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  1. #1
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    Default How Important Is Fidelity To The Myths?

    I've complained about Hades being used as a villain and I'm fine if Ares isn't a villain in future stories. Then again, I'd be lying if I said I also had no problem with the Amazons not being evil misandrists. So how important is fidelity to the myths? How far can we take artistic license?

  2. #2
    Extraordinary Member Vordan's Avatar
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    Quote Originally Posted by Agent Z View Post
    I've complained about Hades being used as a villain and I'm fine if Ares isn't a villain in future stories. Then again, I'd be lying if I said I also had no problem with the Amazons not being evil misandrists. So how important is fidelity to the myths? How far can we take artistic license?
    So you want them to be evil misandrists? (I’m assuming you mean to say you’d be lying if you said you had no problem with them being evil misandrists).

    Fidelity doesn’t matter at all. Marston was actually all about subverting the myths, with the Amazons being portrayed as highly advanced peace loving philosopher warriors rather than barbaric backwards warrior women. So it’s fine if the way the Greek myths work in the DCU don’t match up with how the “real” myths work. The Norse mythos over at Marvel likewise aren’t very accurate to the “real” myths. Loki is Odin’s blood brother not Thor’s. Thor is married and has two sons in the myths. Changes are made to suit the nature of the character and the shared universe.

  3. #3
    Astonishing Member Gaius's Avatar
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    Even the Greeks had competing or different versions of the same myths. So differences from the actual myths don’t bother me for the most part.
    Last edited by Gaius; 11-15-2020 at 05:47 AM.

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    Astonishing Member Tzigone's Avatar
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    I think fidelity to the concepts of the fandom (which has good Amazons, evil Mars/Ares, etc.) is more important than fidelity to the myths. I could understand if a, for a new fandom altogether, someone was not interested in something that went against the myths. Really, subversion is just an overused trope as the original things that were subverted these days (Cinderella-is-evil, heroes-are-bad-people, villains-are-woobies, etc.). But when dealing with a fictional mythos that already exists, staying true to its mythology is more important than a real-world one. That doesn't mean it can never be changed, of course. Just that the priority always lie with what's established in this universe.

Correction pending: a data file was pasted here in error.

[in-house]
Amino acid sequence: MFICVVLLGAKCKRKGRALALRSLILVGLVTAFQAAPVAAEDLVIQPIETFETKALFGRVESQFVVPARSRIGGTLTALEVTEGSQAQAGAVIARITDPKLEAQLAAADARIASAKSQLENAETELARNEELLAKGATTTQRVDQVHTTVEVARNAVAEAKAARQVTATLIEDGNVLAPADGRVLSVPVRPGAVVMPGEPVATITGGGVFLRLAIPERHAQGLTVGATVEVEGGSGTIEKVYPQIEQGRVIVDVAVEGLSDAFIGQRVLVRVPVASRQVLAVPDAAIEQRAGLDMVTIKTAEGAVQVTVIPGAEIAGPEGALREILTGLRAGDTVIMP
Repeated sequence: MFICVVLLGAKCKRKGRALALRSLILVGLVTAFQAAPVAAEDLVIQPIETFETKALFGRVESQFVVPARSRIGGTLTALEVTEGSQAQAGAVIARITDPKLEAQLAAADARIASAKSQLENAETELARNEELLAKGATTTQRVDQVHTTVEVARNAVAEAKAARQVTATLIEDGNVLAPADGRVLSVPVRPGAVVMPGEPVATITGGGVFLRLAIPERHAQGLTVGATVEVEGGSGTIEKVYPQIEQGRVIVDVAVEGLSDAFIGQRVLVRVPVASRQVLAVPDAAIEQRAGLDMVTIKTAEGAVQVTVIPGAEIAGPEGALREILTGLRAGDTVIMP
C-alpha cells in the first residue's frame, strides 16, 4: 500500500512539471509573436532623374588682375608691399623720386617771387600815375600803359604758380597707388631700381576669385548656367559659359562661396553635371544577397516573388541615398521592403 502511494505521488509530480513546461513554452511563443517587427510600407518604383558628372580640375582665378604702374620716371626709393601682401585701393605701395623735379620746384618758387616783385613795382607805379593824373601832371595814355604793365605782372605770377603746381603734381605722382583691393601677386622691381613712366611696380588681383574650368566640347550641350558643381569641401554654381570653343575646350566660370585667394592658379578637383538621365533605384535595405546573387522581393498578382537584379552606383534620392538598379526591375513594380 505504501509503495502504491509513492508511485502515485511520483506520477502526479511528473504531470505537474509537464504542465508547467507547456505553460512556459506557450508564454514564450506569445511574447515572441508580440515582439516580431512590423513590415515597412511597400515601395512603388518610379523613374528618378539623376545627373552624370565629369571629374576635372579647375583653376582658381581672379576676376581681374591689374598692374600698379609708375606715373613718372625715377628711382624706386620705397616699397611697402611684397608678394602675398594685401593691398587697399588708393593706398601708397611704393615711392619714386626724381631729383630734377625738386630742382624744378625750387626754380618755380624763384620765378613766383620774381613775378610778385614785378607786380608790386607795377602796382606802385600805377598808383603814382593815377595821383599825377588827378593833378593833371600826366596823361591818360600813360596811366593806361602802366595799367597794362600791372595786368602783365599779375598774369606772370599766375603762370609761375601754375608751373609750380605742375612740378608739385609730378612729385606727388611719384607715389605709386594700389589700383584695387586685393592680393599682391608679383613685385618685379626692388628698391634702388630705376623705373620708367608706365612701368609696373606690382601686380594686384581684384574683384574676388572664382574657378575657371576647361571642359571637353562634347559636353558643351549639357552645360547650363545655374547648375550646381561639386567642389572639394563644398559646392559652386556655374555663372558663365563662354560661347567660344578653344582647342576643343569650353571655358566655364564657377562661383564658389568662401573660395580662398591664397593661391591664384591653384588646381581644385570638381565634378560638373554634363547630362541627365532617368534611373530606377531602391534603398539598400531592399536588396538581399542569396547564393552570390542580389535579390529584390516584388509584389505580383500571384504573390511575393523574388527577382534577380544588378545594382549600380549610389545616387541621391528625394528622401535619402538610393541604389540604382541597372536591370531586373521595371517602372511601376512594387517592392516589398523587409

5. #5
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    Quote Originally Posted by Vordan View Post
    So you want them to be evil misandrists? (I’m assuming you mean to say you’d be lying if you said you had no problem with them being evil misandrists).
    No I absolutely mean I don't want them to be evil misandrists. I may have needed to phrase that better.

  6. #6
    Astonishing Member kjn's Avatar
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    Fidelity to the myths is not necessary. But I think it's very important that Wonder Woman writers have a great understanding of both the myths and of the theories used to interrogate the myths. The writers (and editors) should be able to understand what they are doing with the mythical material, and why.
    «Speaking generally, it is because of the desire of the tragic poets for the marvellous that so varied and inconsistent an account of Medea has been given out» (Diodorus Siculus, The Library of History [4.56.1])

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    Astonishing Member Tzigone's Avatar
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    But I think it's very important that Wonder Woman writers have a great understanding of both the myths and of the theories used to interrogate the myths.
    I honestly just don't think that matters. Good stories and consistent representation of the myths/mythological figures within the fiction is enough.

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    The Last Dragon masterwitcher88's Avatar